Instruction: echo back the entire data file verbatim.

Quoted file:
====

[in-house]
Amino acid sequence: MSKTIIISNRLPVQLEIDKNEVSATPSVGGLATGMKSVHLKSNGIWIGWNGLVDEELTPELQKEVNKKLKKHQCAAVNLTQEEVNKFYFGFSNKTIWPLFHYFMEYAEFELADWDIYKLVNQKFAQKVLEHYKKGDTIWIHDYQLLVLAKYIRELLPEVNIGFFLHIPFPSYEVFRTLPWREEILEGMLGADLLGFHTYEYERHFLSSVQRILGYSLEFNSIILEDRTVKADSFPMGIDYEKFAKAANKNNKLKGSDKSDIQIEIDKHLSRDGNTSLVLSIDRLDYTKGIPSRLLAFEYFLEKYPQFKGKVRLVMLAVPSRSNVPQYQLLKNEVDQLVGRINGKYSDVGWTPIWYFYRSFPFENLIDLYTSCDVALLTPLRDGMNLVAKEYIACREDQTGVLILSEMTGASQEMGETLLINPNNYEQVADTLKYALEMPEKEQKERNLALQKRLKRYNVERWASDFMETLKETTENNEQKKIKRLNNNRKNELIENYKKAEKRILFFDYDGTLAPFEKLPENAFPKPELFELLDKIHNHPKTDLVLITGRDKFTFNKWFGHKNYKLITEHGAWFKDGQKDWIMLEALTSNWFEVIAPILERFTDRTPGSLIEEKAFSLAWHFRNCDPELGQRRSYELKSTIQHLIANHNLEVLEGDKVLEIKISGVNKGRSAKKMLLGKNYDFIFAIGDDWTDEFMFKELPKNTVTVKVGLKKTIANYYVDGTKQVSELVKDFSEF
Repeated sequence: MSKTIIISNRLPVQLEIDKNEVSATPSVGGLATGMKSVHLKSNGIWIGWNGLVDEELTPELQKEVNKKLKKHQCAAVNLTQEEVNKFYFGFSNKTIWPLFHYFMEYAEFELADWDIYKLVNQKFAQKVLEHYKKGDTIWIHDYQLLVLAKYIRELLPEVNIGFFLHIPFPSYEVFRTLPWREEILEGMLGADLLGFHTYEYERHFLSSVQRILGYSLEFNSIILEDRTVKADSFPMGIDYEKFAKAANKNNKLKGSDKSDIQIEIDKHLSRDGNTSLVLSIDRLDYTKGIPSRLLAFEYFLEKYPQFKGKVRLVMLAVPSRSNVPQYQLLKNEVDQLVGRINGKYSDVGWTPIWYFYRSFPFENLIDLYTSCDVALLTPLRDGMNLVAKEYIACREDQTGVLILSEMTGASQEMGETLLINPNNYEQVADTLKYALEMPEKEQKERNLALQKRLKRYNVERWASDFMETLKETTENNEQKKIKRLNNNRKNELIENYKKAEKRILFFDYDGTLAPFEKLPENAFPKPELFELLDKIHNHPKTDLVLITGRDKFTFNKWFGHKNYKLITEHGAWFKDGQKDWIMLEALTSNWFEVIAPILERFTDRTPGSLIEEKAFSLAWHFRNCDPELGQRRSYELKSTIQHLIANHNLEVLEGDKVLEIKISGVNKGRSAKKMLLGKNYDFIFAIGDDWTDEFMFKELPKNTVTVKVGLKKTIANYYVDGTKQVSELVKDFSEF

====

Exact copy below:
[in-house]
Amino acid sequence: MSKTIIISNRLPVQLEIDKNEVSATPSVGGLATGMKSVHLKSNGIWIGWNGLVDEELTPELQKEVNKKLKKHQCAAVNLTQEEVNKFYFGFSNKTIWPLFHYFMEYAEFELADWDIYKLVNQKFAQKVLEHYKKGDTIWIHDYQLLVLAKYIRELLPEVNIGFFLHIPFPSYEVFRTLPWREEILEGMLGADLLGFHTYEYERHFLSSVQRILGYSLEFNSIILEDRTVKADSFPMGIDYEKFAKAANKNNKLKGSDKSDIQIEIDKHLSRDGNTSLVLSIDRLDYTKGIPSRLLAFEYFLEKYPQFKGKVRLVMLAVPSRSNVPQYQLLKNEVDQLVGRINGKYSDVGWTPIWYFYRSFPFENLIDLYTSCDVALLTPLRDGMNLVAKEYIACREDQTGVLILSEMTGASQEMGETLLINPNNYEQVADTLKYALEMPEKEQKERNLALQKRLKRYNVERWASDFMETLKETTENNEQKKIKRLNNNRKNELIENYKKAEKRILFFDYDGTLAPFEKLPENAFPKPELFELLDKIHNHPKTDLVLITGRDKFTFNKWFGHKNYKLITEHGAWFKDGQKDWIMLEALTSNWFEVIAPILERFTDRTPGSLIEEKAFSLAWHFRNCDPELGQRRSYELKSTIQHLIANHNLEVLEGDKVLEIKISGVNKGRSAKKMLLGKNYDFIFAIGDDWTDEFMFKELPKNTVTVKVGLKKTIANYYVDGTKQVSELVKDFSEF
Repeated sequence: MSKTIIISNRLPVQLEIDKNEVSATPSVGGLATGMKSVHLKSNGIWIGWNGLVDEELTPELQKEVNKKLKKHQCAAVNLTQEEVNKFYFGFSNKTIWPLFHYFMEYAEFELADWDIYKLVNQKFAQKVLEHYKKGDTIWIHDYQLLVLAKYIRELLPEVNIGFFLHIPFPSYEVFRTLPWREEILEGMLGADLLGFHTYEYERHFLSSVQRILGYSLEFNSIILEDRTVKADSFPMGIDYEKFAKAANKNNKLKGSDKSDIQIEIDKHLSRDGNTSLVLSIDRLDYTKGIPSRLLAFEYFLEKYPQFKGKVRLVMLAVPSRSNVPQYQLLKNEVDQLVGRINGKYSDVGWTPIWYFYRSFPFENLIDLYTSCDVALLTPLRDGMNLVAKEYIACREDQTGVLILSEMTGASQEMGETLLINPNNYEQVADTLKYALEMPEKEQKERNLALQKRLKRYNVERWASDFMETLKETTENNEQKKIKRLNNNRKNELIENYKKAEKRILFFDYDGTLAPFEKLPENAFPKPELFELLDKIHNHPKTDLVLITGRDKFTFNKWFGHKNYKLITEHGAWFKDGQKDWIMLEALTSNWFEVIAPILERFTDRTPGSLIEEKAFSLAWHFRNCDPELGQRRSYELKSTIQHLIANHNLEVLEGDKVLEIKISGVNKGRSAKKMLLGKNYDFIFAIGDDWTDEFMFKELPKNTVTVKVGLKKTIANYYVDGTKQVSELVKDFSEF